All That Jazz: The first Hyde Park Jazz Festival counts off

Of all the musical genres, jazz more than any other has the quality of transforming itself through the decades. Coming from the shadows of the early Prohibition era to the ’80s nu-electronic, jazz songs have thrived on a vital improvisational energy that best adds to its appeal and distinction. This Saturday, the first-ever Hyde Park Jazz Festival celebrates the diverse spectrum of jazz with fifteen hours of world-renowned jazz musicians hand-in-hand with rising South Side cultural groups. The festival was organized by the Hyde Park Cultural Alliance, the University of Chicago, and the Hyde Park Jazz Society as well as the DuSable Museum of African American History.

So what to expect from the day’s festivities? A late morning workshop for young musicians with master trumpeter-composer-conductor Orbert Davis kicks off a massive program of jam sessions, concerts, and dance performances. Muntu Dance Theatre will make an appearance with its vivid, multi-hued spectacle combining both ancient African dances and a contemporary flare. One of the most celebrated dance companies south of Madison Avenue, Muntu, meaning “essence of life” in Bantu, strives to create a legitimate understanding of African roots by its original fusion of dance, rhythm, and song.

In the evening, a historical Jazz Fête at the Hyde Park Art Center includes legends Willie Pickens on piano, singer Maggie Brown, trumpeter Corey Wilkes, vocalist Dee Alexander and Jimmy Ellis. Pickens just happens to have the reputation of being one of Chicago’s greatest jazz marvels. Being an arts leader in Hyde Park, Pickens, alongside Jimmy Ellis, has worked with the best of the best (think Nat King Cole, Sammy Davis, Jr., Duke Ellington, and Clark Terry for starters.) Besides being immensely talented in their own respective fields, all the artists featured at the Jazz Fête share their creativity and musical aptitudes with their neighborhoods, whether it’s serving on a board of a youth program or directing a fundraiser in their local parish. As a testament to their dedication, the Hyde Park Jazz Festival seeks to honor these pioneers of jazz in an intimate setting, free of pretense and with the direct honesty of pouring out their hearts for the crowd.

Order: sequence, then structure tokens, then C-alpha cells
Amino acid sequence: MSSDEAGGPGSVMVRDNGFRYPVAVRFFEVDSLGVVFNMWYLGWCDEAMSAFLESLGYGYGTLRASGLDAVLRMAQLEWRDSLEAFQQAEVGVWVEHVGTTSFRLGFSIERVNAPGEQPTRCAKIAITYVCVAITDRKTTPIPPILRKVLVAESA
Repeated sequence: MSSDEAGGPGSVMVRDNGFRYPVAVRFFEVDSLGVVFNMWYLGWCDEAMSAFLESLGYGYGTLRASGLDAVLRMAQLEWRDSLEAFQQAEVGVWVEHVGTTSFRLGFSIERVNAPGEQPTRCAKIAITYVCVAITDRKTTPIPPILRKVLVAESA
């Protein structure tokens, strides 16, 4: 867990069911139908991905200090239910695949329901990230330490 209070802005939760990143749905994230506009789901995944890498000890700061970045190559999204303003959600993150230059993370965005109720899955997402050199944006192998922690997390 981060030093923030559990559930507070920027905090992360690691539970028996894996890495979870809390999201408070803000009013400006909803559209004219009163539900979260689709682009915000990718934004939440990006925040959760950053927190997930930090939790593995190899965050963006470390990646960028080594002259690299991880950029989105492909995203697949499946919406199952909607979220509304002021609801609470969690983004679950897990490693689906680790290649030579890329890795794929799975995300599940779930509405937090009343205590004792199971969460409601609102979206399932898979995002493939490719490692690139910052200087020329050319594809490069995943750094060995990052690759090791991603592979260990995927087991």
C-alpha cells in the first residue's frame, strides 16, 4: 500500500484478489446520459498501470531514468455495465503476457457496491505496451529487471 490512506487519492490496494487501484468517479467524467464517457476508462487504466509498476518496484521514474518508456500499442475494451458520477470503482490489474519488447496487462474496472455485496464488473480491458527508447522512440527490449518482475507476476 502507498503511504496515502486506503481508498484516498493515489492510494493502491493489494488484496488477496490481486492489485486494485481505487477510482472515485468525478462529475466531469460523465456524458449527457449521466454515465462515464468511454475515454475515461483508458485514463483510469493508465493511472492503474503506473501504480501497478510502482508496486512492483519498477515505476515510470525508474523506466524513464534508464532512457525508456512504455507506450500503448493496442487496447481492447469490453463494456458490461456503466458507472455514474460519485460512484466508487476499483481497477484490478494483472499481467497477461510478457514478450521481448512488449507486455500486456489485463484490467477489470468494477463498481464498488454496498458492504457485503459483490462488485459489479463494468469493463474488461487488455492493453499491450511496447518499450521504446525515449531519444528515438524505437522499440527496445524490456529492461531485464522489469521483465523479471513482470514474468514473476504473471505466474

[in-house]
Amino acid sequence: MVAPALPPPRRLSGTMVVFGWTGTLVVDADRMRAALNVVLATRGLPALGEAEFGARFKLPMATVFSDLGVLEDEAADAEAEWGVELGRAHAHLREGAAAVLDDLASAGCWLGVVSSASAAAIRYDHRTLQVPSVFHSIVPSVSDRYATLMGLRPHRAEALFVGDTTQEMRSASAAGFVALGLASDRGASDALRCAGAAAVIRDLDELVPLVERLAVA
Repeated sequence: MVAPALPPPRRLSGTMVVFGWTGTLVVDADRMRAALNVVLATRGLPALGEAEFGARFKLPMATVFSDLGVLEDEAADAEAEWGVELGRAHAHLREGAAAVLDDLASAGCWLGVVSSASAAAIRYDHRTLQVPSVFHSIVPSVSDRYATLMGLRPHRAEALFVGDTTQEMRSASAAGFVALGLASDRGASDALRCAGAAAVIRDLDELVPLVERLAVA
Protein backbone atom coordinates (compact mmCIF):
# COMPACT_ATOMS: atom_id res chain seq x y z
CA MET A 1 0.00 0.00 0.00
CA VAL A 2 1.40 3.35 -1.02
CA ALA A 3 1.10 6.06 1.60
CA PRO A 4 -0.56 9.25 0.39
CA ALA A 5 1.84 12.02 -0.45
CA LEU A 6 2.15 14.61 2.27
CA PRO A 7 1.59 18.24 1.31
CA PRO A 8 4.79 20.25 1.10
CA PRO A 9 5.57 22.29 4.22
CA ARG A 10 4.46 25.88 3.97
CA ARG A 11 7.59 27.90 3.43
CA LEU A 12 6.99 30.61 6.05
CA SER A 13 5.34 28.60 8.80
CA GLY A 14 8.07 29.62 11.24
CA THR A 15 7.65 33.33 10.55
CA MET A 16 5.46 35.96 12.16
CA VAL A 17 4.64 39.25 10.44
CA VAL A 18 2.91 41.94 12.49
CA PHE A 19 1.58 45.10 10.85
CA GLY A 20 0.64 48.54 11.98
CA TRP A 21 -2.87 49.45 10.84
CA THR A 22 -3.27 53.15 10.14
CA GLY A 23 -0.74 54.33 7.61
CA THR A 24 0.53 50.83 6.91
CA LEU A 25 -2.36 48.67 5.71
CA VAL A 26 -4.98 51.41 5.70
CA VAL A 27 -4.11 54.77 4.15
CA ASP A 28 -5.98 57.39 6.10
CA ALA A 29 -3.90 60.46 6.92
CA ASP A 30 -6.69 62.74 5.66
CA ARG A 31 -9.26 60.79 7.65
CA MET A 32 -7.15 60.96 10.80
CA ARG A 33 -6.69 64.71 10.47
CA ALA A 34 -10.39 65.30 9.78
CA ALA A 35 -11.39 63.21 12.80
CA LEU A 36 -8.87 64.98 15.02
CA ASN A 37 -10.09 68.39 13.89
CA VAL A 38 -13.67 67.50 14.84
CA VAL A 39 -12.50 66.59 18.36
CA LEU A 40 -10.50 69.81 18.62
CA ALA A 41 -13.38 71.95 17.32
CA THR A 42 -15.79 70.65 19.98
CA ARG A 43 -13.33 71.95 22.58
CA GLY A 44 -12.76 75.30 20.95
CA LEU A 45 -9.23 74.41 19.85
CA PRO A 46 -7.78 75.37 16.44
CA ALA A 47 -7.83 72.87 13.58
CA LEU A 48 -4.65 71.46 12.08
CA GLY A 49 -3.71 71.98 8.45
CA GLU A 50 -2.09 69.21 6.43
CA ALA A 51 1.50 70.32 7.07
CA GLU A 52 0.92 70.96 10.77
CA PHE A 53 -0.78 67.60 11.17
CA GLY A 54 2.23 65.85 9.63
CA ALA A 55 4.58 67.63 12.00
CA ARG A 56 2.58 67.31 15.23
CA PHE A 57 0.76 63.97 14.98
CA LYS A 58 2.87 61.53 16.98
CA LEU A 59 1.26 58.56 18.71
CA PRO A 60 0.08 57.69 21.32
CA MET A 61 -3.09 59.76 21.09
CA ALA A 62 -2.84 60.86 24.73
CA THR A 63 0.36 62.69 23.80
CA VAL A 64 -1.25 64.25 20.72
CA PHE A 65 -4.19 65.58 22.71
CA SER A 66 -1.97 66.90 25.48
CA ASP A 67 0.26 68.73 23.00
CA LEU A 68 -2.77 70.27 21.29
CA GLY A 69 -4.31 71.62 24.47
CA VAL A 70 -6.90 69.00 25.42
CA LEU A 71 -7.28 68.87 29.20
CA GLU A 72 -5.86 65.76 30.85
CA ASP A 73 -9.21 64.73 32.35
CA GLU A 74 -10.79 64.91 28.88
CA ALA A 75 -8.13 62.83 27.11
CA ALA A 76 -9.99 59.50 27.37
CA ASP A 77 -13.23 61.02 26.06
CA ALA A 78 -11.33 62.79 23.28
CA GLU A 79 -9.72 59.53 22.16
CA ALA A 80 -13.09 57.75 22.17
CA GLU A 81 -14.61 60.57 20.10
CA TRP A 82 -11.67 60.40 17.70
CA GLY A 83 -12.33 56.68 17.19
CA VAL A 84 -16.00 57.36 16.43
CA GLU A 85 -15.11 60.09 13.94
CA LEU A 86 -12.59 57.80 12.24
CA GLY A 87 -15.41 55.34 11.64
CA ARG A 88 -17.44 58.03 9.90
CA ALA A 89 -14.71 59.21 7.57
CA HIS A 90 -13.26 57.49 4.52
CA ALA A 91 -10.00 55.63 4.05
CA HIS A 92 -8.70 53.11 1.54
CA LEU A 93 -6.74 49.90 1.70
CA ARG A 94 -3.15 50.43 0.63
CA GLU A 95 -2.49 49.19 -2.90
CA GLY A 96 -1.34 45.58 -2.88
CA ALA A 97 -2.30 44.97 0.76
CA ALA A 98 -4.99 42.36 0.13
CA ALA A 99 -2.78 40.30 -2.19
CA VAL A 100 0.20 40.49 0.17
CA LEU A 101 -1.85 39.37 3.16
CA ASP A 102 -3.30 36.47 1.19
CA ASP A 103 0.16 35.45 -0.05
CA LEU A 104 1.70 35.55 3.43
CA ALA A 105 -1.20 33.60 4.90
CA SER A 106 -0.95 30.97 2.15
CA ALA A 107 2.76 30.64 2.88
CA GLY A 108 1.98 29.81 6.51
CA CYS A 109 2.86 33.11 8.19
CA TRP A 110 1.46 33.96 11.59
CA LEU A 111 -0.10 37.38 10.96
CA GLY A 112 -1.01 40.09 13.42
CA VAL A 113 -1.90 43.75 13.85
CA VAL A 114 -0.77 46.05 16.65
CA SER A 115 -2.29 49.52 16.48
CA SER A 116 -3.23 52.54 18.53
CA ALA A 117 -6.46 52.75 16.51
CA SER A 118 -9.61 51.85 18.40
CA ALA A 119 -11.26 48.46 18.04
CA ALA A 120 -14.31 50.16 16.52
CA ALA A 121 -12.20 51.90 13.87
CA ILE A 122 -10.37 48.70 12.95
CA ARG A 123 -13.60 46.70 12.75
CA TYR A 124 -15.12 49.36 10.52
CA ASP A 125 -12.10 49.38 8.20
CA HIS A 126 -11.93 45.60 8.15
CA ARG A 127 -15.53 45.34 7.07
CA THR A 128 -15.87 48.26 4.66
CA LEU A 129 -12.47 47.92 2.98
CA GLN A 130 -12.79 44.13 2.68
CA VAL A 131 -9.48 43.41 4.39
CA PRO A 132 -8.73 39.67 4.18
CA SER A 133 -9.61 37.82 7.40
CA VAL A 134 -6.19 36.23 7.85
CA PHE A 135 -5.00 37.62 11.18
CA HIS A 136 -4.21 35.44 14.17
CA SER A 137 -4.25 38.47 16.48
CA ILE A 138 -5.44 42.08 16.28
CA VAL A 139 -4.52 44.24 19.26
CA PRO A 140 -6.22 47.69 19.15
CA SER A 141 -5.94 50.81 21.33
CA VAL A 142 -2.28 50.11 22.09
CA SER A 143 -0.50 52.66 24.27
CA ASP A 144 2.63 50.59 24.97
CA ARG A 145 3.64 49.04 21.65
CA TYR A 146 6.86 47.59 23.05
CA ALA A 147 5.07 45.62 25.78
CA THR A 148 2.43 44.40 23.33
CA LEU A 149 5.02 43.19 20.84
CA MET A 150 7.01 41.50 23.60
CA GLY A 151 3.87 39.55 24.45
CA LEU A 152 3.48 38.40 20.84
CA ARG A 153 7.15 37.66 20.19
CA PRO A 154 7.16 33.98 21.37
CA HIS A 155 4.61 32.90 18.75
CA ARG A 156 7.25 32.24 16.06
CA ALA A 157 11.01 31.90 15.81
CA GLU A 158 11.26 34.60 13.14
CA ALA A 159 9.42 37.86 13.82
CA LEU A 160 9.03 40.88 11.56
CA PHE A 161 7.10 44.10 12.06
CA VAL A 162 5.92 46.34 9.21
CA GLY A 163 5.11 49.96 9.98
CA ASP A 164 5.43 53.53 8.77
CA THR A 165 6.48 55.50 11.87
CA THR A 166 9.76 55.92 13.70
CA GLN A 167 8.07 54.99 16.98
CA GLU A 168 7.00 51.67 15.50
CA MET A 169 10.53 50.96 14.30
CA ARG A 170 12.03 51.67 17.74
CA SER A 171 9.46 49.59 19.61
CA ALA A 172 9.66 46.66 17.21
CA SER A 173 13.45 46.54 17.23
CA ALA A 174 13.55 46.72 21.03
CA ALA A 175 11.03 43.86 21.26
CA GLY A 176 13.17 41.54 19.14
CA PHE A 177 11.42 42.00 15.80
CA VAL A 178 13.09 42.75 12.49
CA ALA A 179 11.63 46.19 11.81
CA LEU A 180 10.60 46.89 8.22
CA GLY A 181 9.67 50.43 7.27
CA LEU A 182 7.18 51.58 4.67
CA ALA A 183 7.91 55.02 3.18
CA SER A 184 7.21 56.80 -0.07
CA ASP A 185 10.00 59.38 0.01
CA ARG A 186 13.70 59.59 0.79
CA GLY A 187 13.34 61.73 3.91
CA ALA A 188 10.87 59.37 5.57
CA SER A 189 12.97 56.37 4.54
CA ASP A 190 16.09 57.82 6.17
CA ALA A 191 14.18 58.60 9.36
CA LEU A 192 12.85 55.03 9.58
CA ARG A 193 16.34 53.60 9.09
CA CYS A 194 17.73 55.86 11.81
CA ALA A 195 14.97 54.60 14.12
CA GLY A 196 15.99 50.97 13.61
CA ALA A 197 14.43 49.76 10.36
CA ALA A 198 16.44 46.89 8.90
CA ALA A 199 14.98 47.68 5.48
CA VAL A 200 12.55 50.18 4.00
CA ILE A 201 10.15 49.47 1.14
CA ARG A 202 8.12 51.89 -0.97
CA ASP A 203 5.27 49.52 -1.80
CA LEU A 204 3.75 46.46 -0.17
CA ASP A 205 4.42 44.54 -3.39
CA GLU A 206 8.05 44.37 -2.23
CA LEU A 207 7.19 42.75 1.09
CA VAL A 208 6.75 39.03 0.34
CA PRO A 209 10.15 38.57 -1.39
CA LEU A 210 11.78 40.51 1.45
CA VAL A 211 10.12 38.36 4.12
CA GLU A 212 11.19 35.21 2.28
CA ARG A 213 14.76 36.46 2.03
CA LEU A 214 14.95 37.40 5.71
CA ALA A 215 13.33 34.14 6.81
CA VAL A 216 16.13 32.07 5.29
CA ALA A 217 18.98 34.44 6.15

Among these revered American jazz musicians comes a South American spin with the Brazilian band Two for Brazil, appropriately comprised of the duo of acoustic guitarist Paulinho Garcia and saxophonist Greg Fishman. Dubbed the “Best Jazz Entertainers” in 2003 by the North Sea Jazz Festival, the group bases their sound on the rich notes of a Spanish guitar combined with Fishman’s flute or saxophone. Their Latin jazz is more understandable for jazz newcomers due to its medley of the rich tradition of jazz and the enthusiasm of Latin pop. Although Two for Brazil’s sound may not be conventional, Garcia hopes that an interest in their music will lead music aficionados to explore more classic jazz.

With fifteen hours of back-to-back jazz, concerts in most of the neighborhood’s museums, and even a free trolley to transport music lovers to and from various venues, it truly will be hard to miss this jazz festival extravaganza in Hyde Park. Jazz-ophiles and newcomers alike can enjoy all these shows and workshops for free on top of the free parking, trolley services, and provided refreshments. For a better understanding of the culture of both jazz and Hyde Park, catch a show at the Smart Museum or the Hyde Park Art Center. With the immense selection of events, you really have no reason not to.


A detailed schedule of all events is available at www.hydeparkjazzfestival.org, or call (773) 834-4122 for more information. Pre-festival concert and reception with Clark Terry and the Willie Pickens Trio, Hyde Park Union Church, 5600 S. Woodlawn Ave. September 28. Friday, 7pm. (773)363-6063. www.hpuc.org.